Susan Torres, an Alexandria woman felled by a cerebral hemorrhage in her 17th week of pregnancy, has a new set of due dates for her unborn child.
When she collapsed May 7, doctors were not sure she would last a week, much less until mid-July, the earliest a child could survive outside the womb.
But as of today , Mrs. Torres, 26, has entered her 26th week of pregnancy. Her husband, Jason, and family are hoping the baby can stay in utero until at least mid-August.
"If we can get to the 28th week, we're in pretty good shape," says her brother-in-law, Justin Torres. "Thirty-two weeks would be the outside limit. But we'll deliver when the situation warrants and when it happens, it's likely to be quick."
That's because Mrs. Torres' body is riddled with melanoma, a form of cancer.
Officially brain-dead, Mrs. Torres is a living incubator, hooked up to machines that keep her breathing and hydrated. Sonograms show she is carrying an active little girl.
"She keeps kicking away," Justin Torres said.
At this point, the child weighs about one pound and is 10 or more inches long. Although her ears will not fully mature until the 28th week, she is starting to respond to the world around her, to music, sudden noises and pats on the mother's abdomen. But she will not open her eyes until near the end of her sixth month of gestation.
The room to the left of Mrs. Torres' quarters in the intensive-care unit of the Virginia Hospital Center in Arlington has been outfitted as a delivery room in case doctors need to make a sudden dash into surgery if her organs begin to shut down.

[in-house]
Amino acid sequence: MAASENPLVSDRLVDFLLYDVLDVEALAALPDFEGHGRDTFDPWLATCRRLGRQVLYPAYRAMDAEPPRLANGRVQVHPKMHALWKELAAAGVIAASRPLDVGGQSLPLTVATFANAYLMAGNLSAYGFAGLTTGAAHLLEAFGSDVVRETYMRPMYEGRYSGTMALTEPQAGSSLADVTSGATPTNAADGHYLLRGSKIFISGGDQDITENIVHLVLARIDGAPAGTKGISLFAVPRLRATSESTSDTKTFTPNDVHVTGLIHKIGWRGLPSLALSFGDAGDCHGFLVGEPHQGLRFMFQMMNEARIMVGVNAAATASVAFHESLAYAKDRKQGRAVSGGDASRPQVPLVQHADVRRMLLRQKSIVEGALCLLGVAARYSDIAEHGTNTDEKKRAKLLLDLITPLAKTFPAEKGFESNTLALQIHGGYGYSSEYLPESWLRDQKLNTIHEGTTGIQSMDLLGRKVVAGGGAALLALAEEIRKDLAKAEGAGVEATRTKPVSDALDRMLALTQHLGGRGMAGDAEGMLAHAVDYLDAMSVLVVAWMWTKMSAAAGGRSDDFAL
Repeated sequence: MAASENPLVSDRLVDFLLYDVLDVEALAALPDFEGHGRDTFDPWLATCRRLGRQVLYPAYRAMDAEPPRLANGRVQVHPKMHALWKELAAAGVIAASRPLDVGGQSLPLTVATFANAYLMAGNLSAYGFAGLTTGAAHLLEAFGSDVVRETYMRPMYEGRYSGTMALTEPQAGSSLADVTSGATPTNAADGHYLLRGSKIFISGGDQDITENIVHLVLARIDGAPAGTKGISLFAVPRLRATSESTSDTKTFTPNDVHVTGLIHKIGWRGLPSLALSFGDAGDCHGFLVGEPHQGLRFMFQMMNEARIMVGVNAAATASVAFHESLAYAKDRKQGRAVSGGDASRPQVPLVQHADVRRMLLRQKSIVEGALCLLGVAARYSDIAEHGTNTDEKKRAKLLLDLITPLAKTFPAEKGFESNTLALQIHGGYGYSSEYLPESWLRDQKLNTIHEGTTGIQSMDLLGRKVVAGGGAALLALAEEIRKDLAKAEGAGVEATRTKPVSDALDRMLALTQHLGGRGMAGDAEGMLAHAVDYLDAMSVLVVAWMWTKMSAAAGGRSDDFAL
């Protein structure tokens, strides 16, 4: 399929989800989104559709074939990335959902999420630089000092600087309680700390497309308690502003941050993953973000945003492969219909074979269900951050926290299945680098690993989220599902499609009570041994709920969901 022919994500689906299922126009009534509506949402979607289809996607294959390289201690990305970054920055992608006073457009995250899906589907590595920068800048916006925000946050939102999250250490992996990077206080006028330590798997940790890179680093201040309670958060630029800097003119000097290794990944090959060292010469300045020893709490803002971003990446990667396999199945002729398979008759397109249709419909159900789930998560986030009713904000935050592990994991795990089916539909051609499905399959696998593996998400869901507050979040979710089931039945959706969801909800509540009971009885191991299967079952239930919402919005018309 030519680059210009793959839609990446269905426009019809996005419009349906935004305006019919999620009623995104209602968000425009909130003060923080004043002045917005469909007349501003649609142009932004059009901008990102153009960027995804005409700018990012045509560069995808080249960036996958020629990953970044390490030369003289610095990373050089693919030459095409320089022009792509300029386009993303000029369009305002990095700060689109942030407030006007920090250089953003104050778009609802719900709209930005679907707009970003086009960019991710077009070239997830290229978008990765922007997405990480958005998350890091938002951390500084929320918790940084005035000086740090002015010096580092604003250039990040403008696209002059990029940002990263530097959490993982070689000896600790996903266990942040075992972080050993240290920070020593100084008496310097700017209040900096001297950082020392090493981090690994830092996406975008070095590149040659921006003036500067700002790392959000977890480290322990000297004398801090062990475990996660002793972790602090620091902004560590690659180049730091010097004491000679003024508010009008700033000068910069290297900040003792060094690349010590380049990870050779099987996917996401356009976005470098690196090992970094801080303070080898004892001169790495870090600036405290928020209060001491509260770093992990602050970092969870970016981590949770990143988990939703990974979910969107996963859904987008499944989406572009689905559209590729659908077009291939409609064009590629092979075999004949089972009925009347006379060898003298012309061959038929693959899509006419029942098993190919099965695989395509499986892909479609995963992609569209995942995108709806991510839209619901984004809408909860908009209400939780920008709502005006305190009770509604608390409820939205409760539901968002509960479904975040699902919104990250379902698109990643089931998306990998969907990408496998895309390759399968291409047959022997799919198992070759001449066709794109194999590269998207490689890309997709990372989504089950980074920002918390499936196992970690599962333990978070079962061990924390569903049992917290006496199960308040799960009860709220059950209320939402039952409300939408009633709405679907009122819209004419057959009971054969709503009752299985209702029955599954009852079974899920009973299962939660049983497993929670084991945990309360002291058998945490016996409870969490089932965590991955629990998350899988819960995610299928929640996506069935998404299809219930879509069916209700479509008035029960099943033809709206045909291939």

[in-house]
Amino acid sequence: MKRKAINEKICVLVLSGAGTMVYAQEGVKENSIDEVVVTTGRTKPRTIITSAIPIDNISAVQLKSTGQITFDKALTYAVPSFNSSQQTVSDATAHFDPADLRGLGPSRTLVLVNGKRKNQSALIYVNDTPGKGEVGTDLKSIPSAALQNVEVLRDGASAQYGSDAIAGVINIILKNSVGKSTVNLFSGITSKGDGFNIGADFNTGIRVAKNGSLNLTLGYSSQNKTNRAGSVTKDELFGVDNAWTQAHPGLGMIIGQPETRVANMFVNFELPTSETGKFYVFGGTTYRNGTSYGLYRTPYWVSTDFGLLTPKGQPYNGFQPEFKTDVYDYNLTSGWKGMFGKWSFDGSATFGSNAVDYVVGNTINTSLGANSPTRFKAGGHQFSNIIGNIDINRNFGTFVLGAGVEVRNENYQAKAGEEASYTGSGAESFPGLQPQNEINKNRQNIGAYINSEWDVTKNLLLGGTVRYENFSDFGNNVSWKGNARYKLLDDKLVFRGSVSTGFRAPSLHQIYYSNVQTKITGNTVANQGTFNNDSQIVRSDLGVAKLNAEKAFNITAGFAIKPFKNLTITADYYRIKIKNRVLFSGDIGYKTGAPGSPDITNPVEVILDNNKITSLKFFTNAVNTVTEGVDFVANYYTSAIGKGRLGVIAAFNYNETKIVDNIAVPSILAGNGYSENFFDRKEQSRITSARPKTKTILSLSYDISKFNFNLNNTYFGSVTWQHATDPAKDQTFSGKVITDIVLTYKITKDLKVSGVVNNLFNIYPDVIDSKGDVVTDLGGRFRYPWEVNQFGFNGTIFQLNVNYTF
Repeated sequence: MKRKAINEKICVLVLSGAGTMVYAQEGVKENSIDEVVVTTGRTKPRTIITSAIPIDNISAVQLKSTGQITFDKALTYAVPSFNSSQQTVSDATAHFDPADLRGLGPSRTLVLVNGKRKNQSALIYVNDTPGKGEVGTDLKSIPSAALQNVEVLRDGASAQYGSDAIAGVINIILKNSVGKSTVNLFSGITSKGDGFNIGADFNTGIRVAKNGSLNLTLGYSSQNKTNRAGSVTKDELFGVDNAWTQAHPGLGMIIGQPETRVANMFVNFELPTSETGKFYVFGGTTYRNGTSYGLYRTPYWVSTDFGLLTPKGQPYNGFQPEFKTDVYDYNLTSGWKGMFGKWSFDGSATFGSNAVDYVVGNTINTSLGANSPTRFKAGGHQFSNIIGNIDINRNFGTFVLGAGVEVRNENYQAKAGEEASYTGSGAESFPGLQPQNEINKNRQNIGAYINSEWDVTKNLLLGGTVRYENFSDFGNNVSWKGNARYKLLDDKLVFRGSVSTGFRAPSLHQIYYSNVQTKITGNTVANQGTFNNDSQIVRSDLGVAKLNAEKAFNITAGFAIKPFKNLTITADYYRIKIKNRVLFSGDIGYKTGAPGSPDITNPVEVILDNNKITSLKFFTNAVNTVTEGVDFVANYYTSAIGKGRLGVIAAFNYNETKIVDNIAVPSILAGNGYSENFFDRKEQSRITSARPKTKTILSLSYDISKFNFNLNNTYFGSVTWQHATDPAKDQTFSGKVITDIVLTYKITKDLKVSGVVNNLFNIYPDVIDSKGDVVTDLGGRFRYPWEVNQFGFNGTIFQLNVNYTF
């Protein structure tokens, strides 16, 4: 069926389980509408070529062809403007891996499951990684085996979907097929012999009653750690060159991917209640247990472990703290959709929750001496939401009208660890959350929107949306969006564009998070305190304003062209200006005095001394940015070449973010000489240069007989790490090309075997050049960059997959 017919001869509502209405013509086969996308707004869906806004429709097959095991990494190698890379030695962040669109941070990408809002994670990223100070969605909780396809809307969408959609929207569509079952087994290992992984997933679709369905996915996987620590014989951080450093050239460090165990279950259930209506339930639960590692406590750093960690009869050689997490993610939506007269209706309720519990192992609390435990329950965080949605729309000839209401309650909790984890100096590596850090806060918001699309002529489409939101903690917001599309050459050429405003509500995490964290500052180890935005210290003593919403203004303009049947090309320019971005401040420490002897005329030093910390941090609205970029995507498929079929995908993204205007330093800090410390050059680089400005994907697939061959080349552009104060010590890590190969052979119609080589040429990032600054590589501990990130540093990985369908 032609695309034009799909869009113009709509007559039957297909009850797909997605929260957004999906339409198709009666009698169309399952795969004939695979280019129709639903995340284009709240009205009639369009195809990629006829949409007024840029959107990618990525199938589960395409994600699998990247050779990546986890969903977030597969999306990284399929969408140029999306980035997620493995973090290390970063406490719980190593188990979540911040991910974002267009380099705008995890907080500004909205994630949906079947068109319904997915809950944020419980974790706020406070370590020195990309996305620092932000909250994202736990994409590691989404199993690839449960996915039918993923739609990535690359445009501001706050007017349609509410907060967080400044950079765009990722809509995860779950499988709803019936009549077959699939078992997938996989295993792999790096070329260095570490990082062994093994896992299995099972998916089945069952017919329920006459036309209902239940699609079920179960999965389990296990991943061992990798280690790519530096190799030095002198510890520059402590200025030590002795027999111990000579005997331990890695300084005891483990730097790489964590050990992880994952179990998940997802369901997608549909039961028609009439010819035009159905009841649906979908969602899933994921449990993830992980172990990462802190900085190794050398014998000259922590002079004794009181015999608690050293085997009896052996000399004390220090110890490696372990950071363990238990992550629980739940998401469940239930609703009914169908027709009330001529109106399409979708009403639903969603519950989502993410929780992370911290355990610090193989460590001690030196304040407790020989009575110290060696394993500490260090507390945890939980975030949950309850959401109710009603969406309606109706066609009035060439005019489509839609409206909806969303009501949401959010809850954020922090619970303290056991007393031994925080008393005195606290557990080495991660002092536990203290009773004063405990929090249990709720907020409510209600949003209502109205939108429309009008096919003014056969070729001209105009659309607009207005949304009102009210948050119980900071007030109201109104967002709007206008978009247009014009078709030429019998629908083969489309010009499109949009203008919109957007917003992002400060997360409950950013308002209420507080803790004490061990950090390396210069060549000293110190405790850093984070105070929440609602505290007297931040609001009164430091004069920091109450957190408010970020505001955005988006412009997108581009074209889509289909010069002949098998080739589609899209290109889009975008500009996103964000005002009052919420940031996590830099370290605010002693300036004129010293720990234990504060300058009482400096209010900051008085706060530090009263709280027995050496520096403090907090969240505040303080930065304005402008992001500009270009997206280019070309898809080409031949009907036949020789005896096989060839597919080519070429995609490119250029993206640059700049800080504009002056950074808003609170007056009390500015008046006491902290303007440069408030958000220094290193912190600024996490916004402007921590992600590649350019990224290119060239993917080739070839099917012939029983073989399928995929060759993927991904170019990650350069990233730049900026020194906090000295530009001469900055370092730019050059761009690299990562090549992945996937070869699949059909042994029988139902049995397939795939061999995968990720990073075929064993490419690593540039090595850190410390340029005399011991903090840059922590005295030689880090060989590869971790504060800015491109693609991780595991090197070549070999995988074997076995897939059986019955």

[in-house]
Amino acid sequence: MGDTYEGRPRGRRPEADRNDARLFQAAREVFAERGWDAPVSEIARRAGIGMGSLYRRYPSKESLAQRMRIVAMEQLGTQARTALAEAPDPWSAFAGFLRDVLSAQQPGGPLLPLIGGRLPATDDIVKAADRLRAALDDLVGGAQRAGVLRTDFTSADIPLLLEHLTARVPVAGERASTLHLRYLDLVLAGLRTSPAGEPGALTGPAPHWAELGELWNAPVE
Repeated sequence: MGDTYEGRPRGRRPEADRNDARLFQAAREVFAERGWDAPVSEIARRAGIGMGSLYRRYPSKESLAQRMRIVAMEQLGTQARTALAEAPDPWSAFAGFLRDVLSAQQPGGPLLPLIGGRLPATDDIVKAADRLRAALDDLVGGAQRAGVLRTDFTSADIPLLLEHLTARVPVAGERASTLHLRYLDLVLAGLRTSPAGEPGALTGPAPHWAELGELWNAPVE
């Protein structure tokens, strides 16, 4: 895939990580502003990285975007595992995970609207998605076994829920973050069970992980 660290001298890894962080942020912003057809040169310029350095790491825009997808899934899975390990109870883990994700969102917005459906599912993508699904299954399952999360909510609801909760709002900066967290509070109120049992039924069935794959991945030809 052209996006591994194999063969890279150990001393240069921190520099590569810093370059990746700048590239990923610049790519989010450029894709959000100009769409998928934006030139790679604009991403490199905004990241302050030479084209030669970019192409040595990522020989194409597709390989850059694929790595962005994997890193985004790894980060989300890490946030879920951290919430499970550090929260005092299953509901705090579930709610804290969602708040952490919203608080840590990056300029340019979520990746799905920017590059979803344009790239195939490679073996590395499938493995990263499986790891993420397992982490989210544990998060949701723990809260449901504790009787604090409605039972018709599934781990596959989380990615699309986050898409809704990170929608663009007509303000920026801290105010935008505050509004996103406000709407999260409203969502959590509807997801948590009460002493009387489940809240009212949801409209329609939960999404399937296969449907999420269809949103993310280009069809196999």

Until then, the family waits.
The saga of keeping the mother alive for the sake of the child, first reported in the secular press June 16 by The Washington Times and USA Today, has turned into a media phenomenon.
About 50 media outlets from around the world have contacted the hospital or the Torres family for a story. On June 30, the two Torres brothers appeared on CNN's "Larry King Live."
"No one ever expects to end up on the Larry King show," Justin Torres said. "It was not a happy moment, but I thought, 'Wow, my God, I can't believe it.'?"
The publicity helped bring in about $400,000, to offset the $8,500-a-day cost -- only part of which is covered by insurance -- of keeping the mother hooked up to various machines. Reserving the extra room in the ICU is also driving up costs. Expenses will skyrocket if the baby is premature.
A Web site, www.susantorresfund.org
, posts almost daily updates and press clips. Some friends are processing mail crates full of contributions, which range from a check from a U.S. soldier in Baghdad to $7 in change from a New Jersey boy who sent his life savings.
Meanwhile, the hospital has posted a guard near the ICU to deter uninvited visitors, and Jason Torres avoids press interviews to concentrate on caring for his two-year-old son, Peter.
"He wants to be focused where he wants to be focused," his brother-in-law said. "It's been a very strange summer."